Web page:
Saving vital downtime on tamping trains

Balfour Beatty's Tamper Train Cover Image

reposted from August, 2011

Caption Data Limited was approached to provide a remote monitoring solution for one of Balfour Beatty’s tamping trains*.

One constant concern for any track maintenance activity is the potential for breakdowns of machinery leading to missing targets, quite often leading to significant penalties. Caption Data Limited was tasked with providing a monitoring and alarming system that would interface to a number of transducers that take vital measurements from around the train.

*A tamping machine or ballast tamper is a machine used to pack (or tamp) the track ballast under railway tracks to make the tracks more durable. Prior to the introduction of mechanical tampers, this task was done by manual labour with the help of beaters. As well as being faster, more accurate, more efficient and less labour-intensive, tamping machines are essential for the use of concrete sleepers since they are too heavy (usually over 250 kg (551 lb)) to be packed into the ballast by hand – source Wikipedia.


This application is ideally suited to the RDLWeb system for the following reasons:

Size and form factor

Size and form factors were critically important as space is in short supply. The system needed to take inputs from as many channels in as small a space as possible. The RDLWeb system is based on a modular design, the modules are narrow, allowing inputs to be densely populated within a small footprint.

A wide range of sensor input types

The RDLWeb has a wide range of module types to suit most sensor types. These can be added in ‘bite size’ chunks minimising the number of wasted inputs and therefore space.

Mobile phone connectivity and onboard storage

Due to the inconsistent mobile phone reception when the train is operational, the system needed to handle situations where the mobile phone signal ‘comes in and out. The RDLWeb system has large onboard memory and monitors the quality of the mobile phone signal, the system polices itself automatically and uploads data whenever it can, enabling the remote user to see near ‘real-time data.

Power supply

The train power supply quality could not be guaranteed so the system needed to have some way of dealing with this. The RDLWeb system was used in conjunction with a high quality DC to DC converter system cleaning the power supply, giving the RDLWeb a high level of operation up-time even when the power supply was of poor quality.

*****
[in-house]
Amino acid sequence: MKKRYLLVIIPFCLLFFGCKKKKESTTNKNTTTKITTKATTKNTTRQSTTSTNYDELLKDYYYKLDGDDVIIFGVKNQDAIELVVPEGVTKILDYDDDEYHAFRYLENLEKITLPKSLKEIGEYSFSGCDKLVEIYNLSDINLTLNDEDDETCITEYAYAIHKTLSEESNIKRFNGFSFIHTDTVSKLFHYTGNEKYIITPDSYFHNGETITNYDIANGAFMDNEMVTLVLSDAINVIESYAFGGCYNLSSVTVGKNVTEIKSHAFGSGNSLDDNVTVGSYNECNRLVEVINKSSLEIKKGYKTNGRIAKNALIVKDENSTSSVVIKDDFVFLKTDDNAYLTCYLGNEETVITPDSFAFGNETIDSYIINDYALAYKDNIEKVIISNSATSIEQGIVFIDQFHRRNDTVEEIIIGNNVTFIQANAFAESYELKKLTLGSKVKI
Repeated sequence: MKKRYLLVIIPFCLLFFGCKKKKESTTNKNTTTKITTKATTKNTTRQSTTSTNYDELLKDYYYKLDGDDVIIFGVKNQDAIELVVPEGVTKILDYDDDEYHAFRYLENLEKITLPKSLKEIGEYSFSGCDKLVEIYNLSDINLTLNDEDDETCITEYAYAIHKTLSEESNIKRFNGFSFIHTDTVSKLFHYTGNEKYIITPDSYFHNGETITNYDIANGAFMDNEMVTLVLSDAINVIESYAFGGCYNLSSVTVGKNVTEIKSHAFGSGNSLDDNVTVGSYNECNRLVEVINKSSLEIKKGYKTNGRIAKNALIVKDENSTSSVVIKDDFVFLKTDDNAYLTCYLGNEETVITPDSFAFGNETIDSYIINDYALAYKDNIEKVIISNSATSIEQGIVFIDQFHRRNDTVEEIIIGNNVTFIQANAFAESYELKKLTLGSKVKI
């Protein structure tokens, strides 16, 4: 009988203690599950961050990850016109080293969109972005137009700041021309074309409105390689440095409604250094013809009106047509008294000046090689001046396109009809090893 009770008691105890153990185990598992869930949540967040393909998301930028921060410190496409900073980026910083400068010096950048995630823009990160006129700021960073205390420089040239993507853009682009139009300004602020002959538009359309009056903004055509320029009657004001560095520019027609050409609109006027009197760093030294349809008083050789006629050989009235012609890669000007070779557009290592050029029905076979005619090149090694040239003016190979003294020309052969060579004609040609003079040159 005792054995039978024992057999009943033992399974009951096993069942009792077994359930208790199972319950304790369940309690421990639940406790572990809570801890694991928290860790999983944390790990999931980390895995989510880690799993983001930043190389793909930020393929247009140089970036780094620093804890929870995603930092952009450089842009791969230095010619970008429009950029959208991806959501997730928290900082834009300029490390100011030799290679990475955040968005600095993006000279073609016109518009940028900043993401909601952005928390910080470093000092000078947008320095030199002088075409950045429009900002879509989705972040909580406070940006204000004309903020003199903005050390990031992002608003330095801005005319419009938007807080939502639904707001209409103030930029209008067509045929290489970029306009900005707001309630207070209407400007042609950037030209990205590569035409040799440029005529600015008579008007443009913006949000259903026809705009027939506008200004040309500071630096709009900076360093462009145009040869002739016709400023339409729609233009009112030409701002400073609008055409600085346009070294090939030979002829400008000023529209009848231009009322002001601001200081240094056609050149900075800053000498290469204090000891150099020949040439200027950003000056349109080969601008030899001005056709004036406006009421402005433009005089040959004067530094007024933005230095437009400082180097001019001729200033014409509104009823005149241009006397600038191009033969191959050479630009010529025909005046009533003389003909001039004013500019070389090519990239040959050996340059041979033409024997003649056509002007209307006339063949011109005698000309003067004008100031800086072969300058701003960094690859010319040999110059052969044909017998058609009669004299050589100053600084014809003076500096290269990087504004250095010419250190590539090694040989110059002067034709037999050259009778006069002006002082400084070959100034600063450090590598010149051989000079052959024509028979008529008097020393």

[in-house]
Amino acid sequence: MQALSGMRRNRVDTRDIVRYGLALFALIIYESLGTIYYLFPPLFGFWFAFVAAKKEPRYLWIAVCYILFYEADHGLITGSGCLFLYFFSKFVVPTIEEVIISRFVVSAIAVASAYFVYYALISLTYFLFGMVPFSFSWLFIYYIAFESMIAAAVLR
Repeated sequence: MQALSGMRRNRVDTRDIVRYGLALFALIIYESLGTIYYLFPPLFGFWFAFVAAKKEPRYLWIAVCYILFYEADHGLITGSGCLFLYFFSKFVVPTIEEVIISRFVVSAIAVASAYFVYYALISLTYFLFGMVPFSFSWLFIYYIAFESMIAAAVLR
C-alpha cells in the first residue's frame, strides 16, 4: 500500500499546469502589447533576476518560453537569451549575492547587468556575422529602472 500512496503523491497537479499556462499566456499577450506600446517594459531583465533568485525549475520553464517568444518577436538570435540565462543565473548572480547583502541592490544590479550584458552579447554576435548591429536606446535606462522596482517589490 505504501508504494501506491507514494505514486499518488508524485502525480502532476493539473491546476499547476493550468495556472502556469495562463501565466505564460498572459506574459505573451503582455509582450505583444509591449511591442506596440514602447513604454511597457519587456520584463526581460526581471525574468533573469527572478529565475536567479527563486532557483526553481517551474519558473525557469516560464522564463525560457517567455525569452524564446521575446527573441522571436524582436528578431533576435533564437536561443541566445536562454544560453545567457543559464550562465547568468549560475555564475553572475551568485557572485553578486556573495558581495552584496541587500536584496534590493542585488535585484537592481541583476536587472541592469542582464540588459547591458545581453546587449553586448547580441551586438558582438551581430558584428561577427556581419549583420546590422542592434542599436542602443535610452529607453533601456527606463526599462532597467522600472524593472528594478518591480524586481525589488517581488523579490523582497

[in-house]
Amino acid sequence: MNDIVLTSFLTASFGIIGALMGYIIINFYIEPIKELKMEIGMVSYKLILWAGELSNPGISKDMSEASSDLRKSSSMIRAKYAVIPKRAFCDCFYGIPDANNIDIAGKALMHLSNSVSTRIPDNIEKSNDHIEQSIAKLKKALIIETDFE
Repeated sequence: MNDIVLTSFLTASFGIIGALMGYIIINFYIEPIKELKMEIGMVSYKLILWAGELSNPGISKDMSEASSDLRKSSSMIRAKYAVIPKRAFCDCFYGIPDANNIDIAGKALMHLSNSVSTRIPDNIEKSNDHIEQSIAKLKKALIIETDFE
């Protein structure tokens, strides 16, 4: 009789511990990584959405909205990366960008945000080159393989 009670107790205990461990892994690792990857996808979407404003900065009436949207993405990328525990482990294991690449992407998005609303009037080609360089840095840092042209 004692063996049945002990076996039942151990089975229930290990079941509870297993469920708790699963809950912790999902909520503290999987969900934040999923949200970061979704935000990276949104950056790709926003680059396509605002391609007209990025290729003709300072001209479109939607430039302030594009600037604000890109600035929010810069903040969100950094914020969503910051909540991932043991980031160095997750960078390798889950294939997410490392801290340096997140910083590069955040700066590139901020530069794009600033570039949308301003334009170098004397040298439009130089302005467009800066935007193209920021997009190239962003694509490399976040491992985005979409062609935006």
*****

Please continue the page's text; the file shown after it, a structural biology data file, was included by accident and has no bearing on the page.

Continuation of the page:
Input Types

The RDLWeb system was built up of modules that would accept RTD (temperature sensors), analogue input signals, and digital input lines.

These were interfacing to the following types of sensors and measurements:

  • G/box cleanliness oil ISO levels
  • Hydraulic cleanliness oil ISO levels
  • Noise levels
  • Humidity
  • Engine and hydraulic oil alternator Amps
  • Various hydraulic pressures
  • Battery Voltages
  • Digital status (on/off) of many systems such as lube oil, Vibration on, banks down.
  • Various temperatures including engine, gearbox, hydraulic oil.
  • In all over sixty channels are being collected, transmitted, monitored and stored.


Real time data with the CDLSMartHub

As soon as the RDLWeb is powered up the system starts logging and transmitting data to the CDLSmartHub communicating via the mobile phone network.

The CDLSmartHub is an online platform for data management, visualisation, and storage, accessible anywhere, anytime from a smart phone, tablet, laptop or PC.

Users accessing the system can view the last time the system logged in and view all sensor values either in a tabular format or a graphical trend. High and low alarm levels can be added to every channel, alarms can be sent to recipients either via SMS and/or email. All data is downloadable at any time in a standard “.csv” file format.

For this application, data volumes were intensive.  A year’s worth of data accrued more than 8 million records.  At no point were extra airtime or server storage charges raised as this was all included in the fixed monthly fee (with the exception of SMS alarms).

Success Story

One measurement that was taken was the alternator current. An alarm was raised when this compromised the high-level alarm limit.

The issue was investigated and an electrical fault on the system was found to be the reason why such a high current was drawn. This would almost certainly have caused a breakdown at some point and potentially a hefty penalty from Network Rail. From this one scenario, the system paid for itself more than five times over.

Other issues the system detected were faulty/discharged batteries which could have delayed considerably the starting of the train before a working shift.


The system worked robustly in very challenging environments and has paid for itself many times over.

Engineers have the ability to view data over periods of time and prevent any issues from occurring rather than curing them when they do happen.

Balfour Beatty's Tamper Train Cover Image
Balfour Beatty’s Tamper Train



Remote monitoring in your organisation

Since we began we’ve been involved in a range of first-of-it’s-kind remote monitoring projects and applications so whether you’re looking to update existing remote monitoring hardware and systems or introduce new technology within your organisation – we can help.

Contact our expert remote monitoring team, call us on 01905 754078 or email

Enquiry Cart